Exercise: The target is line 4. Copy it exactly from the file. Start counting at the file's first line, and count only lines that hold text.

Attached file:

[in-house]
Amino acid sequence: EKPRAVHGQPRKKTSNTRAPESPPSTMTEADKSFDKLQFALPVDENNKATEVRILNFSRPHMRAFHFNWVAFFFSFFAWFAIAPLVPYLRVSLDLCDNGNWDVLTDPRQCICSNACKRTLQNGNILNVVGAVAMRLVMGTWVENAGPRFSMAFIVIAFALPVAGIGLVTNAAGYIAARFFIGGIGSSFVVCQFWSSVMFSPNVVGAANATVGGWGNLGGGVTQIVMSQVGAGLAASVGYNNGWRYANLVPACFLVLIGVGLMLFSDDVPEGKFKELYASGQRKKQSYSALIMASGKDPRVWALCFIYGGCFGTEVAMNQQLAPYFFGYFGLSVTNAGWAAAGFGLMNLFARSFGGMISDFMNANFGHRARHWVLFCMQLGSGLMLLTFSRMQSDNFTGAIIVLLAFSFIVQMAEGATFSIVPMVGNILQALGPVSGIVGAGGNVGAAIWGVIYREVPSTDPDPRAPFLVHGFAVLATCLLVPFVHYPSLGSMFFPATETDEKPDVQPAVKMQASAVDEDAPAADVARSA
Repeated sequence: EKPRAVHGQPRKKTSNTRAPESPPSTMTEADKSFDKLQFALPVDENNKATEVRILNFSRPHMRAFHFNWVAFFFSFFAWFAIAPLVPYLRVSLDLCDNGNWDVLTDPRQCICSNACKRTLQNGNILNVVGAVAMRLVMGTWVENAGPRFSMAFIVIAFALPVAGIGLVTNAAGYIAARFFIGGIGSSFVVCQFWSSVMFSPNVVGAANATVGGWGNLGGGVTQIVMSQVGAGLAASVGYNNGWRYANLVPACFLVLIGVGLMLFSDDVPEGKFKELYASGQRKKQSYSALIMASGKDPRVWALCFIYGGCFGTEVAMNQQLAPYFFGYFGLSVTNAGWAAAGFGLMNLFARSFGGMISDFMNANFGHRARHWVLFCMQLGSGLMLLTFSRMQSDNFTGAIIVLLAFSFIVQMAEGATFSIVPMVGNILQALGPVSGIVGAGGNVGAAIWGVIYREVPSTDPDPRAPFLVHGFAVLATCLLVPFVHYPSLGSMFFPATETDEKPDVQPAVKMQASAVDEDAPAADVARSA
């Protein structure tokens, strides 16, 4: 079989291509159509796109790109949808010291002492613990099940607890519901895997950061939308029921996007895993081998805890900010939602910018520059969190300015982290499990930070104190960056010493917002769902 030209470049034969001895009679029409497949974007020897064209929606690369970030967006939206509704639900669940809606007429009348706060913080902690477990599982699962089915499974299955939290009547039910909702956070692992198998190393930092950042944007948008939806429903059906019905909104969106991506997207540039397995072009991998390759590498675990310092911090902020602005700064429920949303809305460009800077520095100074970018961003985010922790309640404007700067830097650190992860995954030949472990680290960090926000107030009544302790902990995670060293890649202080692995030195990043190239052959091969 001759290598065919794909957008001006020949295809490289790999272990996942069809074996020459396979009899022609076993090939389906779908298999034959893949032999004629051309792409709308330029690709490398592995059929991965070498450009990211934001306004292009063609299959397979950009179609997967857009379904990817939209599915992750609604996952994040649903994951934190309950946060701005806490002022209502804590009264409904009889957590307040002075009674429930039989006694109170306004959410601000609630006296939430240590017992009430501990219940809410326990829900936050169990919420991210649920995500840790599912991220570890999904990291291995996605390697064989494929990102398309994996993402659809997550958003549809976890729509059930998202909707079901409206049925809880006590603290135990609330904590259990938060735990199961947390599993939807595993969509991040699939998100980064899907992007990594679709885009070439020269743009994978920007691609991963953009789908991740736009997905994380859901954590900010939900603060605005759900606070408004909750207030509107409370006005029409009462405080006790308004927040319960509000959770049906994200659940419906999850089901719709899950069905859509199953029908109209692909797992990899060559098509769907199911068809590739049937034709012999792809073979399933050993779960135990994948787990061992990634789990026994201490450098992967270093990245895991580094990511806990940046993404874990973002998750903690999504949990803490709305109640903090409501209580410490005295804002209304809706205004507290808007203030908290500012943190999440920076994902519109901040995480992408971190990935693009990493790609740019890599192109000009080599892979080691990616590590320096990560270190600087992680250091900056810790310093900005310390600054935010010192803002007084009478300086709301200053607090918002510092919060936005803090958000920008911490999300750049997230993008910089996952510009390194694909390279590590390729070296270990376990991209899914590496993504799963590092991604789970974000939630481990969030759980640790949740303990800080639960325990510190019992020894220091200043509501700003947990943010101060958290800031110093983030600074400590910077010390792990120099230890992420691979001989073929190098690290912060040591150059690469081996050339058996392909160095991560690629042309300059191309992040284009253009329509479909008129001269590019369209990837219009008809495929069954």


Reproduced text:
């Protein structure tokens, strides 16, 4: 079989291509159509796109790109949808010291002492613990099940607890519901895997950061939308029921996007895993081998805890900010939602910018520059969190300015982290499990930070104190960056010493917002769902 030209470049034969001895009679029409497949974007020897064209929606690369970030967006939206509704639900669940809606007429009348706060913080902690477990599982699962089915499974299955939290009547039910909702956070692992198998190393930092950042944007948008939806429903059906019905909104969106991506997207540039397995072009991998390759590498675990310092911090902020602005700064429920949303809305460009800077520095100074970018961003985010922790309640404007700067830097650190992860995954030949472990680290960090926000107030009544302790902990995670060293890649202080692995030195990043190239052959091969 001759290598065919794909957008001006020949295809490289790999272990996942069809074996020459396979009899022609076993090939389906779908298999034959893949032999004629051309792409709308330029690709490398592995059929991965070498450009990211934001306004292009063609299959397979950009179609997967857009379904990817939209599915992750609604996952994040649903994951934190309950946060701005806490002022209502804590009264409904009889957590307040002075009674429930039989006694109170306004959410601000609630006296939430240590017992009430501990219940809410326990829900936050169990919420991210649920995500840790599912991220570890999904990291291995996605390697064989494929990102398309994996993402659809997550958003549809976890729509059930998202909707079901409206049925809880006590603290135990609330904590259990938060735990199961947390599993939807595993969509991040699939998100980064899907992007990594679709885009070439020269743009994978920007691609991963953009789908991740736009997905994380859901954590900010939900603060605005759900606070408004909750207030509107409370006005029409009462405080006790308004927040319960509000959770049906994200659940419906999850089901719709899950069905859509199953029908109209692909797992990899060559098509769907199911068809590739049937034709012999792809073979399933050993779960135990994948787990061992990634789990026994201490450098992967270093990245895991580094990511806990940046993404874990973002998750903690999504949990803490709305109640903090409501209580410490005295804002209304809706205004507290808007203030908290500012943190999440920076994902519109901040995480992408971190990935693009990493790609740019890599192109000009080599892979080691990616590590320096990560270190600087992680250091900056810790310093900005310390600054935010010192803002007084009478300086709301200053607090918002510092919060936005803090958000920008911490999300750049997230993008910089996952510009390194694909390279590590390729070296270990376990991209899914590496993504799963590092991604789970974000939630481990969030759980640790949740303990800080639960325990510190019992020894220091200043509501700003947990943010101060958290800031110093983030600074400590910077010390792990120099230890992420691979001989073929190098690290912060040591150059690469081996050339058996392909160095991560690629042309300059191309992040284009253009329509479909008129001269590019369209990837219009008809495929069954």